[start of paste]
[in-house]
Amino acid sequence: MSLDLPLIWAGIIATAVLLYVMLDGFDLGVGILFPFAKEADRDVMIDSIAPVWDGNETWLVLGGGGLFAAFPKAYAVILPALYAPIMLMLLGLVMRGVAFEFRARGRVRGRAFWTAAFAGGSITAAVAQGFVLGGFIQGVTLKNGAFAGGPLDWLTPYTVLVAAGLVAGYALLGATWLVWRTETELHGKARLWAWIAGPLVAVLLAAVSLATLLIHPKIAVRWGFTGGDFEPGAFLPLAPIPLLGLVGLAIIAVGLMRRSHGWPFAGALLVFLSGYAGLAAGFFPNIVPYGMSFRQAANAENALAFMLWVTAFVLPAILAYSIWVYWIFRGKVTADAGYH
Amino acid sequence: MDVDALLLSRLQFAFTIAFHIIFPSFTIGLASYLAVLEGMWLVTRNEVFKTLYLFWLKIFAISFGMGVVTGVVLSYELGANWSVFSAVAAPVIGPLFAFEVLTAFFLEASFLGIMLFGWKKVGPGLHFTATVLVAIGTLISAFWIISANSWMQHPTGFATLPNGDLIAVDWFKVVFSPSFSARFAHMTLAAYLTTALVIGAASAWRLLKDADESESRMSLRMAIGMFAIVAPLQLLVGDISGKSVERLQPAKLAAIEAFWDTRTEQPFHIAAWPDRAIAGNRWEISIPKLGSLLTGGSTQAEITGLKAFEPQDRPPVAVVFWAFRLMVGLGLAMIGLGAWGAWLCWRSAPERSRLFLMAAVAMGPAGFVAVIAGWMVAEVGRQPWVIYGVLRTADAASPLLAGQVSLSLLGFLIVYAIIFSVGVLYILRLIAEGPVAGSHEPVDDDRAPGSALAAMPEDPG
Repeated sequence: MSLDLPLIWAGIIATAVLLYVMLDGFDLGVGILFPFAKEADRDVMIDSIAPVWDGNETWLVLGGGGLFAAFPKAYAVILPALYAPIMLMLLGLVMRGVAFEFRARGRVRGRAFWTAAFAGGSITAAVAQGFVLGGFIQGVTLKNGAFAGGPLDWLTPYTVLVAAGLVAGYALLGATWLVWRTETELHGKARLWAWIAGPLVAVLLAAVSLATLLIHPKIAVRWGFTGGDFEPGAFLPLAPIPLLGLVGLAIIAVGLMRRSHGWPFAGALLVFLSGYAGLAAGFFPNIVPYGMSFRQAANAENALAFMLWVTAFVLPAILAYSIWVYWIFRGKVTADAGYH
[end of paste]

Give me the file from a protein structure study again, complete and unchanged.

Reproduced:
[in-house]
Amino acid sequence: MSLDLPLIWAGIIATAVLLYVMLDGFDLGVGILFPFAKEADRDVMIDSIAPVWDGNETWLVLGGGGLFAAFPKAYAVILPALYAPIMLMLLGLVMRGVAFEFRARGRVRGRAFWTAAFAGGSITAAVAQGFVLGGFIQGVTLKNGAFAGGPLDWLTPYTVLVAAGLVAGYALLGATWLVWRTETELHGKARLWAWIAGPLVAVLLAAVSLATLLIHPKIAVRWGFTGGDFEPGAFLPLAPIPLLGLVGLAIIAVGLMRRSHGWPFAGALLVFLSGYAGLAAGFFPNIVPYGMSFRQAANAENALAFMLWVTAFVLPAILAYSIWVYWIFRGKVTADAGYH
Amino acid sequence: MDVDALLLSRLQFAFTIAFHIIFPSFTIGLASYLAVLEGMWLVTRNEVFKTLYLFWLKIFAISFGMGVVTGVVLSYELGANWSVFSAVAAPVIGPLFAFEVLTAFFLEASFLGIMLFGWKKVGPGLHFTATVLVAIGTLISAFWIISANSWMQHPTGFATLPNGDLIAVDWFKVVFSPSFSARFAHMTLAAYLTTALVIGAASAWRLLKDADESESRMSLRMAIGMFAIVAPLQLLVGDISGKSVERLQPAKLAAIEAFWDTRTEQPFHIAAWPDRAIAGNRWEISIPKLGSLLTGGSTQAEITGLKAFEPQDRPPVAVVFWAFRLMVGLGLAMIGLGAWGAWLCWRSAPERSRLFLMAAVAMGPAGFVAVIAGWMVAEVGRQPWVIYGVLRTADAASPLLAGQVSLSLLGFLIVYAIIFSVGVLYILRLIAEGPVAGSHEPVDDDRAPGSALAAMPEDPG
Repeated sequence: MSLDLPLIWAGIIATAVLLYVMLDGFDLGVGILFPFAKEADRDVMIDSIAPVWDGNETWLVLGGGGLFAAFPKAYAVILPALYAPIMLMLLGLVMRGVAFEFRARGRVRGRAFWTAAFAGGSITAAVAQGFVLGGFIQGVTLKNGAFAGGPLDWLTPYTVLVAAGLVAGYALLGATWLVWRTETELHGKARLWAWIAGPLVAVLLAAVSLATLLIHPKIAVRWGFTGGDFEPGAFLPLAPIPLLGLVGLAIIAVGLMRRSHGWPFAGALLVFLSGYAGLAAGFFPNIVPYGMSFRQAANAENALAFMLWVTAFVLPAILAYSIWVYWIFRGKVTADAGYH